Government lawyers welcomed the guidance on when a developer becomes immune to changes in a local zoning code.

“One of the big things that the case will do is help to clarify proffers as they relate to vested rights, and what’s going to be considered a ‘significant event’ with regard to vested rights,” said Blacksburg Town Attorney Lawrence S. Spencer.

Spencer noted that Koontz took pains to describe the interactions over the years between the developers and the town regulators. The recitation of facts covered more than 20 pages of the 43-page opinion.

The message, Spencer said, is that the court will back up local governments when they can demonstrate their attention to detail on zoning regulation.

“It kind of makes the point that the court is going to look at the work the staff does. Our staff did good work,” Spencer said.

Local government attorneys saw the case as an opportunity to hold the line against an effort by developers to expand their rights under the law. Goochland County Attorney Andrew R. McRoberts authored an amicus brief on behalf of three local government organizations.

McRoberts said the Hale decision provides the support sought. “It confirms that you need a serious commitment from a developer to get vested rights,” he said.

“To get vested rights,” McRoberts said, “you have to have a very specific project and you have to have proffers specific to that project.”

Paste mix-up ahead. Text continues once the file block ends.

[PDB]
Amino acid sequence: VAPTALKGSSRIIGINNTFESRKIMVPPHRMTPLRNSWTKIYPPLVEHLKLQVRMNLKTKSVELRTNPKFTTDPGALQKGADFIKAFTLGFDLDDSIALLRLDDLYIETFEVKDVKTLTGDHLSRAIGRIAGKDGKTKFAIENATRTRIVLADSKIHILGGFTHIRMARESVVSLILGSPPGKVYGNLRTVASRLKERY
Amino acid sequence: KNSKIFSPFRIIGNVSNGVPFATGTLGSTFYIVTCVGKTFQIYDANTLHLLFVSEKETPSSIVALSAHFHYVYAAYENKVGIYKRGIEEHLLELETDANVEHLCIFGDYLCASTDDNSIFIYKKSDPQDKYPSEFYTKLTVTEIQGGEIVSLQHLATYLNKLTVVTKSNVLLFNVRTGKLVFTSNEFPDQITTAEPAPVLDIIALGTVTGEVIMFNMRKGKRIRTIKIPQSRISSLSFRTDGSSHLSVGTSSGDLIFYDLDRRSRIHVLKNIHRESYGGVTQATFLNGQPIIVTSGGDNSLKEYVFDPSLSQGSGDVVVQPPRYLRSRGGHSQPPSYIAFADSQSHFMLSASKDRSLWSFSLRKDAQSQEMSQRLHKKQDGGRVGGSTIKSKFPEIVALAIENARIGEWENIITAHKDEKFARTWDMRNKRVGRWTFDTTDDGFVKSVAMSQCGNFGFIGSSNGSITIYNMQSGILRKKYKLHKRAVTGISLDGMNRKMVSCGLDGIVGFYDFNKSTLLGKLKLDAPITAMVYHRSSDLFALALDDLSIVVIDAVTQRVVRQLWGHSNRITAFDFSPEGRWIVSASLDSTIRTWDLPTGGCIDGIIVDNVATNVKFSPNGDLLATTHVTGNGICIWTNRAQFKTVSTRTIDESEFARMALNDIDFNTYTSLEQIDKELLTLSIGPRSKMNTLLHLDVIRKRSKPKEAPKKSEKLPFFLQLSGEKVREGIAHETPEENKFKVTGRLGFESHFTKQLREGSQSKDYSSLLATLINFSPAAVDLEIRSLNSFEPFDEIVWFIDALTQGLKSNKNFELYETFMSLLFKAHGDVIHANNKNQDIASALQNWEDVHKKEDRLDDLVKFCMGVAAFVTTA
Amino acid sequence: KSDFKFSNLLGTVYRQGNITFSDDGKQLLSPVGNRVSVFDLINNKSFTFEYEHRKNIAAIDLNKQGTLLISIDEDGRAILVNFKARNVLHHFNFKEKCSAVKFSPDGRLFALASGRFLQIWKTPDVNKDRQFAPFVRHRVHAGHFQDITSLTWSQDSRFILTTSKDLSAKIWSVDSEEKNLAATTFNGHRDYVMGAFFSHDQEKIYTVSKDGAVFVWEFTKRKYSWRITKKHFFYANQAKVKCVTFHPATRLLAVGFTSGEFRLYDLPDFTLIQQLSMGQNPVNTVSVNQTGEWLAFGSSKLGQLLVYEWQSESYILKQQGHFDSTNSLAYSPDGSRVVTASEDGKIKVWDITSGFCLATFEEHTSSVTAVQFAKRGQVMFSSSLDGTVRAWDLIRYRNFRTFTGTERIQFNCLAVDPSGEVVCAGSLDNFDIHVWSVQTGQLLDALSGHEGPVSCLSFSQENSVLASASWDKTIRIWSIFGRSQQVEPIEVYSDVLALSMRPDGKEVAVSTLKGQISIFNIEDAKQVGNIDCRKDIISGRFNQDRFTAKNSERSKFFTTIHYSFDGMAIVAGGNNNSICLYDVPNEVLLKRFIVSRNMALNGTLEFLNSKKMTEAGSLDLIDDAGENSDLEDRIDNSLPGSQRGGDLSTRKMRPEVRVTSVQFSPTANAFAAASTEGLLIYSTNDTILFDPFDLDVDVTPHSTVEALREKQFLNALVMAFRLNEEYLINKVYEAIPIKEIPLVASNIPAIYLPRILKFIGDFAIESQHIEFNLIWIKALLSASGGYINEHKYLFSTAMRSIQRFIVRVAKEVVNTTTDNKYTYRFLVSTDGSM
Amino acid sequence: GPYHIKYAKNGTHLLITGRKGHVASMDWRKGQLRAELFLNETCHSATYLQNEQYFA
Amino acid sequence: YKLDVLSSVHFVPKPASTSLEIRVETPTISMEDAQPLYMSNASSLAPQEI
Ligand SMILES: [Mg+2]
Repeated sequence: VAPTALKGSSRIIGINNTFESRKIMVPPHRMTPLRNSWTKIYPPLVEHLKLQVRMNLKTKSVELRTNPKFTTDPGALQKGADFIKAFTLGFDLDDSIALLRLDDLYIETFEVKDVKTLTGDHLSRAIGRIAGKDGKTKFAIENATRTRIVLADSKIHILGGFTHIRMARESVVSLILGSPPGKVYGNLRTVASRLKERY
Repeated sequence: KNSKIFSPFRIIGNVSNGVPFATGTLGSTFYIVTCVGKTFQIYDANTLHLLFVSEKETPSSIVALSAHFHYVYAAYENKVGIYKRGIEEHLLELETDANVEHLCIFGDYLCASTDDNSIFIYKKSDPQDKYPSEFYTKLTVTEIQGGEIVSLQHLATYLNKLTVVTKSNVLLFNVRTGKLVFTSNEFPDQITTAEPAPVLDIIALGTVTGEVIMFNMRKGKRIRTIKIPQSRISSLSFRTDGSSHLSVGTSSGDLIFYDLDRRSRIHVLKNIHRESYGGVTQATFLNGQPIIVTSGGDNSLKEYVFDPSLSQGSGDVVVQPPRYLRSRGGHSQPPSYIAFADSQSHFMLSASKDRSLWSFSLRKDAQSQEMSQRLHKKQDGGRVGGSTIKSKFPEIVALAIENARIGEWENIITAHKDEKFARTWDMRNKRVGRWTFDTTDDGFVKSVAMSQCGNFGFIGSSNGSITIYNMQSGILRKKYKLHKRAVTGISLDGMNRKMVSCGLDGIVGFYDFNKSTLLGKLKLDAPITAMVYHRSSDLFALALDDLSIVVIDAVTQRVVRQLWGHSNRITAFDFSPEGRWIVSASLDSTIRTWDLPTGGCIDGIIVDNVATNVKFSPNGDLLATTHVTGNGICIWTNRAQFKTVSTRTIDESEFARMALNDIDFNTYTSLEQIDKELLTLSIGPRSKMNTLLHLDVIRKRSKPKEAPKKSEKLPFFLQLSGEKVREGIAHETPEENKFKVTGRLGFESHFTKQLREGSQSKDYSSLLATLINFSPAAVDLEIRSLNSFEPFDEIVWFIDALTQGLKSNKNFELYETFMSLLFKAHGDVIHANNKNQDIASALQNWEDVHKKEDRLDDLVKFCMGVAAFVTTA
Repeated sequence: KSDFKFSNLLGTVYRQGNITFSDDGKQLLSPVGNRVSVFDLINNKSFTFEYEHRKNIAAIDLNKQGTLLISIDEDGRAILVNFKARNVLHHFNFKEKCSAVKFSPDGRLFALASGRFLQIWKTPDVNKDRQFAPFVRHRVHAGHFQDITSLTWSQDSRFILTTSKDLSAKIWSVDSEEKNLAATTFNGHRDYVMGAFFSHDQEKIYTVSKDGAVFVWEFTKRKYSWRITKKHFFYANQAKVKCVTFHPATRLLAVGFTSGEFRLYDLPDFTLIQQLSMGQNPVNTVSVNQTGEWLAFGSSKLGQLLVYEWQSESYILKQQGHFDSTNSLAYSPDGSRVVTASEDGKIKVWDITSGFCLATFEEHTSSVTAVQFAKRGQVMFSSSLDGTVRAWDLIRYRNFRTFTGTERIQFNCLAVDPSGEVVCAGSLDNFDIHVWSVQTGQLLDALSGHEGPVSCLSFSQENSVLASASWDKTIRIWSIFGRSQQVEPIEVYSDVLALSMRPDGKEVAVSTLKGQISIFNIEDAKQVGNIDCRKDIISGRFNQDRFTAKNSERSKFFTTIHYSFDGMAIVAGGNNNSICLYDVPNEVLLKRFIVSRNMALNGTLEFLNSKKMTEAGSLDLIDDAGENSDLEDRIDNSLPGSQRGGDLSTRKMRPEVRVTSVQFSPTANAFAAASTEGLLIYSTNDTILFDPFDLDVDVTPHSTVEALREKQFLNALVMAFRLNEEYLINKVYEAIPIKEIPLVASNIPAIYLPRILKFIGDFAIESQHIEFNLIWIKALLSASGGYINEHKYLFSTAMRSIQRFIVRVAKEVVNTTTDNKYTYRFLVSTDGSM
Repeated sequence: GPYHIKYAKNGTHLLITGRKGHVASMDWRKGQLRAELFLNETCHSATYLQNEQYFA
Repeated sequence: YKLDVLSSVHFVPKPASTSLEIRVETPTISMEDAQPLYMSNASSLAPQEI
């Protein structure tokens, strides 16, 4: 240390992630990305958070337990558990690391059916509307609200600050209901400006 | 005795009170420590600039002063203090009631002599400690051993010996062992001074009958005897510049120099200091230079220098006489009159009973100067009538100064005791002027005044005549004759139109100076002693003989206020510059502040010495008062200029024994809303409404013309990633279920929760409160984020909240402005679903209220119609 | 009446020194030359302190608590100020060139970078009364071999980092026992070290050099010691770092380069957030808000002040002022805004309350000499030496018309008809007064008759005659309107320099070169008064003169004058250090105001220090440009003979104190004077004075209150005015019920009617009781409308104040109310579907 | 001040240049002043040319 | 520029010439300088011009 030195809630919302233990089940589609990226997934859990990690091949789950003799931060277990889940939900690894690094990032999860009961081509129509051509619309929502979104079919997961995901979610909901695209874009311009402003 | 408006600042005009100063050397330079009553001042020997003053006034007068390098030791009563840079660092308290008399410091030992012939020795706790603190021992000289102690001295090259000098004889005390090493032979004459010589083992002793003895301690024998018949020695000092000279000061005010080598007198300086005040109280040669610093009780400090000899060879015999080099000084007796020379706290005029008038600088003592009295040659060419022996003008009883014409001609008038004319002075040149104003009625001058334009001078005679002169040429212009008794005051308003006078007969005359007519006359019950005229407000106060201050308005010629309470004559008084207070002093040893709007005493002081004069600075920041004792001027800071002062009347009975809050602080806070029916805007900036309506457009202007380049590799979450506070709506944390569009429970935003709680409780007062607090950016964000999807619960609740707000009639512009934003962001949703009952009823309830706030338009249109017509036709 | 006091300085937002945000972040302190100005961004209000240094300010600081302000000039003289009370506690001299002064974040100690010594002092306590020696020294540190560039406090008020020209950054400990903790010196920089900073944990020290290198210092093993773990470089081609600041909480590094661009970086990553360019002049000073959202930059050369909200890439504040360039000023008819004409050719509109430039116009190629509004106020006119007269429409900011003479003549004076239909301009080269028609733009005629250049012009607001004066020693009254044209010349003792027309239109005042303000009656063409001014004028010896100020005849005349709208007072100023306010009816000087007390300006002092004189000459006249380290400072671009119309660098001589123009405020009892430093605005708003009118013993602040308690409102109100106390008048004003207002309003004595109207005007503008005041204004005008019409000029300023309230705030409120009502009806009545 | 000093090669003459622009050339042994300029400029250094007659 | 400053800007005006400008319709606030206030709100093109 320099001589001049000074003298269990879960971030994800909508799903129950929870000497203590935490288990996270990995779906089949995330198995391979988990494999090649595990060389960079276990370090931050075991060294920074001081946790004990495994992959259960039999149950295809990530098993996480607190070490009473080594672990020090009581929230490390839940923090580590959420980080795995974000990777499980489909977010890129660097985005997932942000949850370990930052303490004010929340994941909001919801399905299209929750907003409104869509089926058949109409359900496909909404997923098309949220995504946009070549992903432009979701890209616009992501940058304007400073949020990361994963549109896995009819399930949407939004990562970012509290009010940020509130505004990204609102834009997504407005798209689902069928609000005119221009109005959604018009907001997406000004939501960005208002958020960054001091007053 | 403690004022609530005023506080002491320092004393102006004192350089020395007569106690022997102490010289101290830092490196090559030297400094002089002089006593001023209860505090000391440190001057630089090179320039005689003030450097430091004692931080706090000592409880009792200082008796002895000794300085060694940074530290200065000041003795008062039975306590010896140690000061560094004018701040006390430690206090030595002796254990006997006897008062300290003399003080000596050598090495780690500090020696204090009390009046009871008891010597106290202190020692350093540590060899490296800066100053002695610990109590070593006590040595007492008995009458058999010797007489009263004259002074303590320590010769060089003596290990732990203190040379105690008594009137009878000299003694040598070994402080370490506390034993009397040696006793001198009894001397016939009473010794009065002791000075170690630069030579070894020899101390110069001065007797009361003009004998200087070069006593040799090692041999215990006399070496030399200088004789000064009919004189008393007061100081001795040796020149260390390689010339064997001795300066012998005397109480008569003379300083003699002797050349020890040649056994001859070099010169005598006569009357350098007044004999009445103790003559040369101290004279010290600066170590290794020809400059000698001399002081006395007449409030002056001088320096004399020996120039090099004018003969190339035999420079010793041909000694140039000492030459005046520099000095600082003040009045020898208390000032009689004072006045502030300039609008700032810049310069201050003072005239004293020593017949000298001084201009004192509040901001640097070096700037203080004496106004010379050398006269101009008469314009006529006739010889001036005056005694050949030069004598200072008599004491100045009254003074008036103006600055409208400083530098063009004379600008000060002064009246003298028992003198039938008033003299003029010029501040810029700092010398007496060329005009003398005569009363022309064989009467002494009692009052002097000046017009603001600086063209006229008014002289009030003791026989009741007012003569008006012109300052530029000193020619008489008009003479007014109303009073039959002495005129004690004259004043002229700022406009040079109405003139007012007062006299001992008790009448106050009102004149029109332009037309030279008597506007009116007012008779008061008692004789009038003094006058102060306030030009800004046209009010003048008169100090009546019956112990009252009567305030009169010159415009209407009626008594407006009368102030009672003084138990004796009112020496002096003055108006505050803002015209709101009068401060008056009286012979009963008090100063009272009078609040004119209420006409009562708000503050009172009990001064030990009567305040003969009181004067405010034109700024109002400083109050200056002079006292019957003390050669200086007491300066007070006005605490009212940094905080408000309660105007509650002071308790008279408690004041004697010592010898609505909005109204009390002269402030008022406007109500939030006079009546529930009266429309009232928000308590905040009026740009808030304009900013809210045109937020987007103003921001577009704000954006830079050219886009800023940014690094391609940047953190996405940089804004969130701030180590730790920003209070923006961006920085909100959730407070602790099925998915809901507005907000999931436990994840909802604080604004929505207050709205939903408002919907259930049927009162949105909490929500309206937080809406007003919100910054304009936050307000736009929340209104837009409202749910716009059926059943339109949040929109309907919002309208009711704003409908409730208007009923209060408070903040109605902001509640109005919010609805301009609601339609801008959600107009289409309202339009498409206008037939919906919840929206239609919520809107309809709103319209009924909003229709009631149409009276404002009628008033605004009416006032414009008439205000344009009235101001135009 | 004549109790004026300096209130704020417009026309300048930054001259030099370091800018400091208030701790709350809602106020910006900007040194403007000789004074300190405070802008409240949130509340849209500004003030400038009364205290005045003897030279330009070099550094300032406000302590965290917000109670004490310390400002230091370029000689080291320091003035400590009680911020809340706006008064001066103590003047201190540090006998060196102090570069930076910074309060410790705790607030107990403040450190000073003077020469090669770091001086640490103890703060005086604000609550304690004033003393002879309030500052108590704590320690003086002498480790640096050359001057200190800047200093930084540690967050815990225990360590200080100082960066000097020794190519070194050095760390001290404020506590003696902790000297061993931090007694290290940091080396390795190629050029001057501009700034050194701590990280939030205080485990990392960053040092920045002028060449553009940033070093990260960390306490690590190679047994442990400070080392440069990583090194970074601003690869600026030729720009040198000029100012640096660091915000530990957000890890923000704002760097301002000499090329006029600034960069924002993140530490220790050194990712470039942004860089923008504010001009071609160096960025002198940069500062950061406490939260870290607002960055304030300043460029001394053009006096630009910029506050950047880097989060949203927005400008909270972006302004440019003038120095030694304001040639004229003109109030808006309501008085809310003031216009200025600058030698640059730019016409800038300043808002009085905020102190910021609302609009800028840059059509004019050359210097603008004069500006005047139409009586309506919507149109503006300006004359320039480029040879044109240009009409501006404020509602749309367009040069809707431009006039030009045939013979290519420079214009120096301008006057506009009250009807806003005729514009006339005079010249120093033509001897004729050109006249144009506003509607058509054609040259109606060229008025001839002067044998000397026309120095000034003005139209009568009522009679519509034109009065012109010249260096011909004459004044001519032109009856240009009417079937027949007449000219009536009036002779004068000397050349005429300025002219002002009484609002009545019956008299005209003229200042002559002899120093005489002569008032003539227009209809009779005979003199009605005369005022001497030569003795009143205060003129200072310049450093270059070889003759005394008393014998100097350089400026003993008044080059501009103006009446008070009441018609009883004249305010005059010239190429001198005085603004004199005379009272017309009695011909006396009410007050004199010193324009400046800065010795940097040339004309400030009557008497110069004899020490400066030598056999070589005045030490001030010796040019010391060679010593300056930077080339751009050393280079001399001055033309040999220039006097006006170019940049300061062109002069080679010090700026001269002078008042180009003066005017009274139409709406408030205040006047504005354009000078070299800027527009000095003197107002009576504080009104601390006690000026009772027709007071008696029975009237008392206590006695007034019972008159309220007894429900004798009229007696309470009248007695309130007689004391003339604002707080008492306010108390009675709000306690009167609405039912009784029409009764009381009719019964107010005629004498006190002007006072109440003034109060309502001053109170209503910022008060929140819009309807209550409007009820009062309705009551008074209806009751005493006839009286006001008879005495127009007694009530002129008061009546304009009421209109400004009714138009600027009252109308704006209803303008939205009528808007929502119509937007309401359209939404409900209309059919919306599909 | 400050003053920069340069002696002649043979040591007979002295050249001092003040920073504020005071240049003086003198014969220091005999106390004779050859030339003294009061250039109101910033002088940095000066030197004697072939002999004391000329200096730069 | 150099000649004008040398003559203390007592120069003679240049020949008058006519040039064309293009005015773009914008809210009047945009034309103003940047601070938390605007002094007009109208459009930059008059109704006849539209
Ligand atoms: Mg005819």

McRoberts complimented the work done by Roanoke attorney Gregory J. Haley, who represented Blacksburg and argued the case before the Supreme Court. “He did a good job,” McRoberts said.

Abingdon is next

The decision helps all sides, according to an attorney who represented a group of activist citizens in the case. Philip C. Strother of Richmond said the guidance from the court helps developers as well as local governments, because the rules now are clear.

“It clarifies what triggers the vested rights mechanism,” Strother said. “Going forward, people will know what is required for them to acquire those vested rights.”

The Blacksburg case was being closely followed in Abingdon, where a developer hopes to build a Wal-Mart despite recently enacted zoning restrictions.

The developer, Commonwealth-Abingdon Partners, L.P., had asked Washington County Circuit Judge C. Randall Lowe to declare that it has vested rights to build the large format store without seeking special use permits.

The partnership sought approval for a retail project in the southwest part of Abingdon beginning in 2002. As in Blacksburg, the town later imposed additional requirements for “big box” stores.

“Bottom line: It’s the same type of issue,” said Abingdon town attorney Deborah C. Icenhour.

Icenhour said Lowe appeared to be waiting for the outcome of the pending Blacksburg case as he considered the arguments from a hearing in November. After the hearing, the judge ordered briefs from the parties. “Our pot was on simmer,” said Icenhour.

Briefs in the Abingdon case are due over the next few months, she said.

Now that the high court has spoken, town attorney Spencer had no information on what’s next for the Blacksburg project. The developer could build smaller-scale retail stores, seek the special use permit for a big box, or wait for the economic climate to change.